Having whipped the carb off, I opened it up this morning and checked - there was probably an 1/8 of an inch difference from the initial movement of the lever until the valve started to operate! No wonder the bottom end was running rich...

So, needles set at the recommended 1 1/4 turns out, the engine leapt into life and with a 1/4 turn richer on the low end and a smidgeon on the high needle was starting, idling, transitioning and running at full power beautifully. As I had some urgent test flying to do with my 1/4 scale Cub this afternoon there wasn't room to pop it in the car for a proving flight but I'm as confident as possible that there's every chance that with the gasket problem having caused the pumping problem and the needle valve now operating correctly, there's no reason not to expect success.

cymaz21/05/2019 21:06:16
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With the arm and needle there is quite a bit of “play” before the needle comes off it’s seat. The needle seat tool is an absolute Godsend.

I have a carb rebuild set and gasket set coming soon for my recalcitrant engine. On careful hearing I can make out a sucking sound when turning the engine over by hand. I’m still not sure if-its a leak or the pulse port

Martin Harris21/05/2019 21:48:34
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Posted by cymaz on 21/05/2019 21:06:16:

With the arm and needle there is quite a bit of “play” before the needle comes off it’s seat. The needle seat tool is an absolute Godsend.

If you use it correctly! blush

Martin Harris24/05/2019 21:49:15
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Posted by Martin Harris on 21/05/2019 19:18:05:
Posted by cymaz on 23/04/2019 17:03:46:

RESULT ! yes

Yes, no and eventually (I hope) yes...

...but I'm as confident as possible that there's every chance that with the gasket problem having caused the pumping problem and the needle valve now operating correctly, there's no reason not to expect success.

Famous last words!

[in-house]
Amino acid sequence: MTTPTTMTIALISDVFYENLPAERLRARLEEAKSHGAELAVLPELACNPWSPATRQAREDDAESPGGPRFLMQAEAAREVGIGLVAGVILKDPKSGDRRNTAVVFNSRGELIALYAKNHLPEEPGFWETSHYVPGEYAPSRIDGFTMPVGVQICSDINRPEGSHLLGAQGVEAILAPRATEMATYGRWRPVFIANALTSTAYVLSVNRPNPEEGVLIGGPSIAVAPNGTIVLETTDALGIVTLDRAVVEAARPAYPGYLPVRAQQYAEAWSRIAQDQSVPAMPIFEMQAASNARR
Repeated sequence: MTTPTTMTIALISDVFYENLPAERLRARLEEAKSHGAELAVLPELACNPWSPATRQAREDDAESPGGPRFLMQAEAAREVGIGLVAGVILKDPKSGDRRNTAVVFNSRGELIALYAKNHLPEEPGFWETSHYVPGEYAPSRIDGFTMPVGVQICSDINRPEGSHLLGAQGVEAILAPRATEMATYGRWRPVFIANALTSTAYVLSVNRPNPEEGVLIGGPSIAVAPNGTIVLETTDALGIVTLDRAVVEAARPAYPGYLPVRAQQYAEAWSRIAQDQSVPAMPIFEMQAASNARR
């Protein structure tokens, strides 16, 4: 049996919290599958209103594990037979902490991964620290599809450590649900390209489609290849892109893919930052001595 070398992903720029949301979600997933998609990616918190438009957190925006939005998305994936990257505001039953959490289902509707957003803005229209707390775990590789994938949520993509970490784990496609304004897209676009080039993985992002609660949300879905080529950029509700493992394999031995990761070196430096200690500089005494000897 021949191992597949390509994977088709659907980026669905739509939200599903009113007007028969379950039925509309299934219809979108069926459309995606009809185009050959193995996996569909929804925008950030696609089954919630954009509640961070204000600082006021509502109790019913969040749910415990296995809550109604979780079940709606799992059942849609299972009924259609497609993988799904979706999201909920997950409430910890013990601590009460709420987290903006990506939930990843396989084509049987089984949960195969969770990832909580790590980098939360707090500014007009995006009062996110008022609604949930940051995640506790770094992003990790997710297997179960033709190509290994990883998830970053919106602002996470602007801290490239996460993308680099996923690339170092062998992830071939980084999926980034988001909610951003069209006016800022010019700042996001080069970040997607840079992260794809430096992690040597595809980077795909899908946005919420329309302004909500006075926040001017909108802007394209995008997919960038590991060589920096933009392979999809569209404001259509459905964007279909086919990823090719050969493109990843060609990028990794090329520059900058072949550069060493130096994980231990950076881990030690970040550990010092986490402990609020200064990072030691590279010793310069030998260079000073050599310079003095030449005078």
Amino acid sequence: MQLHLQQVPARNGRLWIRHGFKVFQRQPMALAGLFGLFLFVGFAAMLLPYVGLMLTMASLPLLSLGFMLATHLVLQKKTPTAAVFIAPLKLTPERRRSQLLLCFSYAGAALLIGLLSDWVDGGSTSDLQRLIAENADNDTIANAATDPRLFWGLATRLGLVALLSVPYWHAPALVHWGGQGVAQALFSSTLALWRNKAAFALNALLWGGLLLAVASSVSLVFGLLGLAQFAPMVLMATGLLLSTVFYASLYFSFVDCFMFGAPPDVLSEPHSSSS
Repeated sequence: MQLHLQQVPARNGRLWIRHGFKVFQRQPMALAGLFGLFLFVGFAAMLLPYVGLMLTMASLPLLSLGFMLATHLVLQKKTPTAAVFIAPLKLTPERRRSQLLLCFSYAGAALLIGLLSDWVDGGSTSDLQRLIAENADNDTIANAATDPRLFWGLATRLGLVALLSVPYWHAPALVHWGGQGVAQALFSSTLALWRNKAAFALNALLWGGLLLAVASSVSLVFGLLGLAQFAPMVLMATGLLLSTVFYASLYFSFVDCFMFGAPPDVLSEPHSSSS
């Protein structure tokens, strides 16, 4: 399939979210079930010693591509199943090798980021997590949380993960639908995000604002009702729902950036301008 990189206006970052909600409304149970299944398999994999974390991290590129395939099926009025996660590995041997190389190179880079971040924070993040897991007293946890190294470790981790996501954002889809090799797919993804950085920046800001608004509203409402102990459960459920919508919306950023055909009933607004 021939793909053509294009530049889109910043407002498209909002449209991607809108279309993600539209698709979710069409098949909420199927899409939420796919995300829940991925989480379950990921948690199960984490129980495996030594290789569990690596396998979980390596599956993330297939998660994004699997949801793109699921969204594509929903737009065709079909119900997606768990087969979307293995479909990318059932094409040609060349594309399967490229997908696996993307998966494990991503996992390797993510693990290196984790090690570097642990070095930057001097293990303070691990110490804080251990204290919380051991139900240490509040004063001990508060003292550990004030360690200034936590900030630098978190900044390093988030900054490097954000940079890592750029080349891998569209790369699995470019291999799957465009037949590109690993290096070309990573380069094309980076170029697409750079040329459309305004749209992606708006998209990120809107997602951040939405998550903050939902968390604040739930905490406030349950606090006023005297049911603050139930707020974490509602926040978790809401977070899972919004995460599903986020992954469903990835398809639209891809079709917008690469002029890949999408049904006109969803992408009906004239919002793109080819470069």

I took the model to the field yesterday and told a few people that I could get to listen that I'd found the reason for its reluctance last time out, expressing my confidence before taking it on the long trundle to our "bottom" pits. I applied choke and starter...nothing.

Hmm, perhaps it didn't need choke...still nothing. Disable ignition and spin it over with the throttle wide open to clear any flooding...nothing. Here's where things got slightly odd, plug out and it looked a bit wet so borrowed a blowlamp to dry it out. Nothing. Check for spark...difficult in the bright sun but is there one? Borrowed a new plug from a clubmate. No, still not even a cough. OK, all I've done is add the cowling since it was running perfectly so although I couldn't think of anything that would affect a magneto engine, no electrical connections except the plug lead, but off with it to have a look "just in case". Nothing adrift.

By this time, the continuous returns to the other end of the field (each stage of the investigation needing one) were getting rather frustrating so I took the model back to the clubhouse pits. I took out the crankcase drain plug and injected a few drops of fuel...success...then the prime ran out and it stopped. Again to check with the same result. Fuel checks ended up with a piece of fuel filled tubing attached to the inlet which resolutely refused to move as I cranked so it must be fuel pump again.

Put some tubing on the pump diaphragm cover vent and gently blew and sucked - the level dropped. turned the engine over and the level dropped some more. Connected the plug again and cranked the engine - "Woo Hoo" it ran until the fuel in the pipe ran out. Connected the proper fuel pipe and away it went. Static run was fine so (luckily the wind had started to swing round and everyone had returned to the top of the field) taxied out for a very successful flight.

I have to wonder if this is a new problem or an intermittent one which has affected my investigations at various times...although I did change the pump diaphragm at an early stage - perhaps I'd better run a pipe from the vent system to apply mouth to mouth resuscitation in case (or perhaps I should say when) it happens again!